Prices for weaned calves at the start of the new sales season in New Zealand are hitting record highs amid increased demand and lower supply.
Sales of six-month-old weaner steers and heifers this month at Stortford Lodge in Hastings, an early benchmark ahead of the peak sales period in April, rose between 17 and 29 per cent on 2015, which was itself at record levels, according to AgriHQ. Weaner sales generally finish early May.
Farmers who shed stock ahead of summer last year on concern about the impact of a dry El Nino weather pattern were now seeking to restock as rain in many areas through January stimulated pasture growth. Meanwhile, farmers who had previously provided grazing support to the dairy industry are now looking for other sources of income such as fattening weaners as dairy farmers look to rein on costs.
Cow numbers are also declining, with industry body Beef + Lamb New Zealand forecasting the national breeding cow herd fell below 1 million for the first time last year. That led to fewer weaner calves being born last spring with early estimates forecasting a drop of 50,000 head to 1.043 million, according to AgriHQ's 'Weaner Fair Outlook 2016' report.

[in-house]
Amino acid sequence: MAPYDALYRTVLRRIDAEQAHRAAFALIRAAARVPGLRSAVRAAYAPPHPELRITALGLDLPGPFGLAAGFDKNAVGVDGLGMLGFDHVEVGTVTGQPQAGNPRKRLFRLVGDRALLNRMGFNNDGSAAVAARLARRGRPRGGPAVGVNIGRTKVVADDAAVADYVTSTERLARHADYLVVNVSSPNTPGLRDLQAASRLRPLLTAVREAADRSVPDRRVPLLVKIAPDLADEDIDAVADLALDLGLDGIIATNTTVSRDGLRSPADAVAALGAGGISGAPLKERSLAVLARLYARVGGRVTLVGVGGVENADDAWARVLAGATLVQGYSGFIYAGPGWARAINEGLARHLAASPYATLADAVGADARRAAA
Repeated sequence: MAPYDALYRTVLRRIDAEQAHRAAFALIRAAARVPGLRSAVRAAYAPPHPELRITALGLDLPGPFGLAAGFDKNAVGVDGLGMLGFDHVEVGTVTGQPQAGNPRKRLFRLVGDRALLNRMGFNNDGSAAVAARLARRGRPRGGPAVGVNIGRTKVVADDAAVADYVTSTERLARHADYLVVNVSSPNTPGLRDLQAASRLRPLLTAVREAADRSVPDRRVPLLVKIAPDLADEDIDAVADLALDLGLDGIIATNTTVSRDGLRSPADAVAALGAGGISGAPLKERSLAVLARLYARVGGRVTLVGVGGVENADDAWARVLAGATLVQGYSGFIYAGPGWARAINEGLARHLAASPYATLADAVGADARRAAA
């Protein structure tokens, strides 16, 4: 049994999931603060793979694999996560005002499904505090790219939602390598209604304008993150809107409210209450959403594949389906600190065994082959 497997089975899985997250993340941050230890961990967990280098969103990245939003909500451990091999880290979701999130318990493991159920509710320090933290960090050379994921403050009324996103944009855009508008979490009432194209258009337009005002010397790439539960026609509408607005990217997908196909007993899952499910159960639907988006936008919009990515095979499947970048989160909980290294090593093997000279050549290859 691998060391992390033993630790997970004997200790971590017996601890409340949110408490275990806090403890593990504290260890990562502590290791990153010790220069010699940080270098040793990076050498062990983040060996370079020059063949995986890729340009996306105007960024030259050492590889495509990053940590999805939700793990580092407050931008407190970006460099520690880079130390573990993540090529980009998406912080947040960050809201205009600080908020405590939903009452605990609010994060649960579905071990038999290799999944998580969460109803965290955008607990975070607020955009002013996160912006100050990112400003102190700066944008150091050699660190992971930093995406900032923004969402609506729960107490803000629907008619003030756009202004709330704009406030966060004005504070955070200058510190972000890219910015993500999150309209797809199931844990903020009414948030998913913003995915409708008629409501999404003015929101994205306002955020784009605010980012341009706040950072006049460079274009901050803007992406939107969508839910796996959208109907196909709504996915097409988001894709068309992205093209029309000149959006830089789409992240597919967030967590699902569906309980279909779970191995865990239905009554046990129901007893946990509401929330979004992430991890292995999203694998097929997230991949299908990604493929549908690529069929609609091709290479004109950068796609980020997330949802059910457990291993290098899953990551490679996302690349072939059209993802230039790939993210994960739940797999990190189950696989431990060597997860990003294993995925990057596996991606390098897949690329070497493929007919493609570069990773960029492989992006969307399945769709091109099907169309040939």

"There is just so much demand for the cattle," said AgriHQ analyst Mel Croad, who authored the report. "There's a very tight window of opportunity for buyers to secure the cattle they are after and at the moment we are seeing that those good quality beef cattle are being highly demanded and breaking new ground in terms of prices."
The first two Stortford Lodge fairs in early March mustered just over 1,250 head, close to 200 head down on 2015 volumes. Some 49 percent of the 445 steers made more than $1,000 a head, with a top price of $1,125 for a line of 280kg South Devon cross. That compares with the corresponding sale in 2015 when the highest exotic steer price was $940 a head, which Croad said was "phenomenal" growth.
The average exotic steer price in the first sale of 2016 was $892 a head, up from $765 a head last year despite weights being back 12kg on last year.
The 2015 Stortford Lodge weaner prices were the strongest and reflected strong gains made from the 2014 season.
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At the traditional steer fair the following day, 41 per cent of the 737 head surpassed the $1,000 head mark, with the top price of $1,170 a head going to a line of 280kg Angus and Angus-Hereford steers. That compared with a top price last year of $905 a head for 297kg Angus steers, AgriHQ said.
The average price in the traditional breeds sale was $920 a head, well up on the average in 2015 of $712 a head.
"The 2015 Stortford Lodge weaner prices were the strongest and reflected strong gains made from the 2014 season," Croad said. "But following the prices achieved in the early March fairs this year, the record books are being rewritten, as demand far outweighs supply."
The higher prices may mean margins will be squeezed for farmers wishing to fatten the weaners before selling them for slaughter at about 18 months old, although the solid outlook for beef is underpinning the market, she said.
Still, the record prices may yet lure more calves to the market, she said.